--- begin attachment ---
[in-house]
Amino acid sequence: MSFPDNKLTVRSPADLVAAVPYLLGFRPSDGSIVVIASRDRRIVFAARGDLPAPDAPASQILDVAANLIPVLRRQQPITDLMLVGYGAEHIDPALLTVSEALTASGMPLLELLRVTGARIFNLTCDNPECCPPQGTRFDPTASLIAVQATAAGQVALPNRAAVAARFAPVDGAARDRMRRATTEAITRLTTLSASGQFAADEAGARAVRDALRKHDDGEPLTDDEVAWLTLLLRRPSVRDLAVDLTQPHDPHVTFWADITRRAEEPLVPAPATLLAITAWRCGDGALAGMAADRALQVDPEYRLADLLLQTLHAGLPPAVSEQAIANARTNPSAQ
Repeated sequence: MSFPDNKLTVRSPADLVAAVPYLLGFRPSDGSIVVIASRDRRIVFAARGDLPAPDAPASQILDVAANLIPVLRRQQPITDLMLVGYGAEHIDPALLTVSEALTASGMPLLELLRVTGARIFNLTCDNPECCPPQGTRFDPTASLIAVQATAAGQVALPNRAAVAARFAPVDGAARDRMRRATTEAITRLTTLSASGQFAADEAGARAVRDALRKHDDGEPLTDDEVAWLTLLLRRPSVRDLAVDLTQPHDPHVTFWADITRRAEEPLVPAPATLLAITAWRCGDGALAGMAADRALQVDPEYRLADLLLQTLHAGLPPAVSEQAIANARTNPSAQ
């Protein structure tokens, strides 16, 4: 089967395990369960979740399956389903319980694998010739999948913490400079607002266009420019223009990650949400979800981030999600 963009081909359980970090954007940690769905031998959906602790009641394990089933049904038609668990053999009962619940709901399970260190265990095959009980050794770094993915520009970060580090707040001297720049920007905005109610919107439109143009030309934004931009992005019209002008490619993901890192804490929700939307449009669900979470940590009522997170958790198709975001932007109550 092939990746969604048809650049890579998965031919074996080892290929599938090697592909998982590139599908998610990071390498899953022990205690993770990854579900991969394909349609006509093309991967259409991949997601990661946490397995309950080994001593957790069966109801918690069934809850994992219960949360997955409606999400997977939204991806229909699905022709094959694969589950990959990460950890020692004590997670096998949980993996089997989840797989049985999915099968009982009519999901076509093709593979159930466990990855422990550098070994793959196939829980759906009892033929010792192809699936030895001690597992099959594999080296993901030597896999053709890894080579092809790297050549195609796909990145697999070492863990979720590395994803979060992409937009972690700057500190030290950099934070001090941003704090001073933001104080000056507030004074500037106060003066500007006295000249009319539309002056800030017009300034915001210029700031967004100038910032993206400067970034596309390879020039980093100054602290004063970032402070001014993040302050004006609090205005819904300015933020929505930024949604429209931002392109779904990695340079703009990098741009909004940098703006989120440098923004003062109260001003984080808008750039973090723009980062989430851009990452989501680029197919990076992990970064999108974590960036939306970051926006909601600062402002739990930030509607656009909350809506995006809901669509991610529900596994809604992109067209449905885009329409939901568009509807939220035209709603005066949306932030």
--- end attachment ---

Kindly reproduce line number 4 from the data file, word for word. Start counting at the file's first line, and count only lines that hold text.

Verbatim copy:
């Protein structure tokens, strides 16, 4: 089967395990369960979740399956389903319980694998010739999948913490400079607002266009420019223009990650949400979800981030999600 963009081909359980970090954007940690769905031998959906602790009641394990089933049904038609668990053999009962619940709901399970260190265990095959009980050794770094993915520009970060580090707040001297720049920007905005109610919107439109143009030309934004931009992005019209002008490619993901890192804490929700939307449009669900979470940590009522997170958790198709975001932007109550 092939990746969604048809650049890579998965031919074996080892290929599938090697592909998982590139599908998610990071390498899953022990205690993770990854579900991969394909349609006509093309991967259409991949997601990661946490397995309950080994001593957790069966109801918690069934809850994992219960949360997955409606999400997977939204991806229909699905022709094959694969589950990959990460950890020692004590997670096998949980993996089997989840797989049985999915099968009982009519999901076509093709593979159930466990990855422990550098070994793959196939829980759906009892033929010792192809699936030895001690597992099959594999080296993901030597896999053709890894080579092809790297050549195609796909990145697999070492863990979720590395994803979060992409937009972690700057500190030290950099934070001090941003704090001073933001104080000056507030004074500037106060003066500007006295000249009319539309002056800030017009300034915001210029700031967004100038910032993206400067970034596309390879020039980093100054602290004063970032402070001014993040302050004006609090205005819904300015933020929505930024949604429209931002392109779904990695340079703009990098741009909004940098703006989120440098923004003062109260001003984080808008750039973090723009980062989430851009990452989501680029197919990076992990970064999108974590960036939306970051926006909601600062402002739990930030509607656009909350809506995006809901669509991610529900596994809604992109067209449905885009329409939901568009509807939220035209709603005066949306932030």